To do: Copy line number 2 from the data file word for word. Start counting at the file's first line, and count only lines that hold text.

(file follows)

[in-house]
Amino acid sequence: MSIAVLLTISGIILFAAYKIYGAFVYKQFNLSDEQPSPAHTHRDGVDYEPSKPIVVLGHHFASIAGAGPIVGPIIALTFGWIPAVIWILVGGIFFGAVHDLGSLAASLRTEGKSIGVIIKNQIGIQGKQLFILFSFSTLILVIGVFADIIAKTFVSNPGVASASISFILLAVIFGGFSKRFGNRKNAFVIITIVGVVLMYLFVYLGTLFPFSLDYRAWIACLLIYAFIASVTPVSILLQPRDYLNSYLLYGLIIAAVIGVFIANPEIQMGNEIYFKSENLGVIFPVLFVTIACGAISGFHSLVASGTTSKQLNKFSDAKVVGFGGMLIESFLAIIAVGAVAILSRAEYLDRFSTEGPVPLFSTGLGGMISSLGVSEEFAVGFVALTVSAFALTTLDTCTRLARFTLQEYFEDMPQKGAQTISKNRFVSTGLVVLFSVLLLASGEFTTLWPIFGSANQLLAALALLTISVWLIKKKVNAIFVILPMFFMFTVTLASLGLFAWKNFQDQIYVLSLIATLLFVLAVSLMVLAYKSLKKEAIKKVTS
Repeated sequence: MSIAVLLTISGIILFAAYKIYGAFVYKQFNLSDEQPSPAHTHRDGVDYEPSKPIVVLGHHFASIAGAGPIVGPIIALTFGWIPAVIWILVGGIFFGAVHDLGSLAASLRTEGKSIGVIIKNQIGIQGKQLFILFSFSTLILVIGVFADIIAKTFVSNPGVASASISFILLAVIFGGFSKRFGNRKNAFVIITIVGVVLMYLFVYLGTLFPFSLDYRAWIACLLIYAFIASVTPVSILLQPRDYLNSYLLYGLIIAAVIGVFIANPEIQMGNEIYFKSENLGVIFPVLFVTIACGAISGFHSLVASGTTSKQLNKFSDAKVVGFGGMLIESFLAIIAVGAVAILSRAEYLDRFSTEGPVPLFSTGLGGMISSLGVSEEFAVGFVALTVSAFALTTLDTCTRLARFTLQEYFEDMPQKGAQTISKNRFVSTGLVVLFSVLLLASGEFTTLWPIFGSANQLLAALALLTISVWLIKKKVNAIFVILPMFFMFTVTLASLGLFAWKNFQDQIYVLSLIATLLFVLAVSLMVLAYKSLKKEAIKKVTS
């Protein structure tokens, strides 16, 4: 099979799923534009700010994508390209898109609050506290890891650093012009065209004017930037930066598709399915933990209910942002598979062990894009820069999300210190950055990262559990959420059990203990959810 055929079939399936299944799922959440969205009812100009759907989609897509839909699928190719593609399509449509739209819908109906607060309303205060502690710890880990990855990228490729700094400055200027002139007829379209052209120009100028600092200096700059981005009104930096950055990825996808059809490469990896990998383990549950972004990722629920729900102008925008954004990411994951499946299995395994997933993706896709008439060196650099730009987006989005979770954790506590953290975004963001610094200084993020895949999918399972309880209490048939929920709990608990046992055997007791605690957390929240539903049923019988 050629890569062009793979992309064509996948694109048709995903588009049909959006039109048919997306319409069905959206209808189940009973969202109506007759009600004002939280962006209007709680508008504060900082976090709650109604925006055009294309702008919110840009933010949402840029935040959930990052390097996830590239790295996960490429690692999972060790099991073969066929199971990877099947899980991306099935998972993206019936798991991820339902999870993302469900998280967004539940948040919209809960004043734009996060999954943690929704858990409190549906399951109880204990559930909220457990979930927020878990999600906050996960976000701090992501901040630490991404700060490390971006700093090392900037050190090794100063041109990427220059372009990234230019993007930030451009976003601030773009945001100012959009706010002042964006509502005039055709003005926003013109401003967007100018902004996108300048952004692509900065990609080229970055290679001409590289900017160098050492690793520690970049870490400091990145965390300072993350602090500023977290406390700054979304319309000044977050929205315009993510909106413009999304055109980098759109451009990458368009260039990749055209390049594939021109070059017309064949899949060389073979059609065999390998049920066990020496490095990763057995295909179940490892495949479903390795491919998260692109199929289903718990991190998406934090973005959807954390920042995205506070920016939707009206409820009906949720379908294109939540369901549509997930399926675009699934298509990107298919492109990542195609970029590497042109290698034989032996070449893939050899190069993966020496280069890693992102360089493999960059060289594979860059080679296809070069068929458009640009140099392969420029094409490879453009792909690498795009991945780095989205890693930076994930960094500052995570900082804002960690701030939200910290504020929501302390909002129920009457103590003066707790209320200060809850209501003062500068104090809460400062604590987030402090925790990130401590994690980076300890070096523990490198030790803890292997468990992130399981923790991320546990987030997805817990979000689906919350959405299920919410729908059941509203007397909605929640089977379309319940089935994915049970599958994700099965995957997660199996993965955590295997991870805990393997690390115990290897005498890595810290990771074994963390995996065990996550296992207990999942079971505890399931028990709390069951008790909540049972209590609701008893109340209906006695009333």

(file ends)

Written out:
Amino acid sequence: MSIAVLLTISGIILFAAYKIYGAFVYKQFNLSDEQPSPAHTHRDGVDYEPSKPIVVLGHHFASIAGAGPIVGPIIALTFGWIPAVIWILVGGIFFGAVHDLGSLAASLRTEGKSIGVIIKNQIGIQGKQLFILFSFSTLILVIGVFADIIAKTFVSNPGVASASISFILLAVIFGGFSKRFGNRKNAFVIITIVGVVLMYLFVYLGTLFPFSLDYRAWIACLLIYAFIASVTPVSILLQPRDYLNSYLLYGLIIAAVIGVFIANPEIQMGNEIYFKSENLGVIFPVLFVTIACGAISGFHSLVASGTTSKQLNKFSDAKVVGFGGMLIESFLAIIAVGAVAILSRAEYLDRFSTEGPVPLFSTGLGGMISSLGVSEEFAVGFVALTVSAFALTTLDTCTRLARFTLQEYFEDMPQKGAQTISKNRFVSTGLVVLFSVLLLASGEFTTLWPIFGSANQLLAALALLTISVWLIKKKVNAIFVILPMFFMFTVTLASLGLFAWKNFQDQIYVLSLIATLLFVLAVSLMVLAYKSLKKEAIKKVTS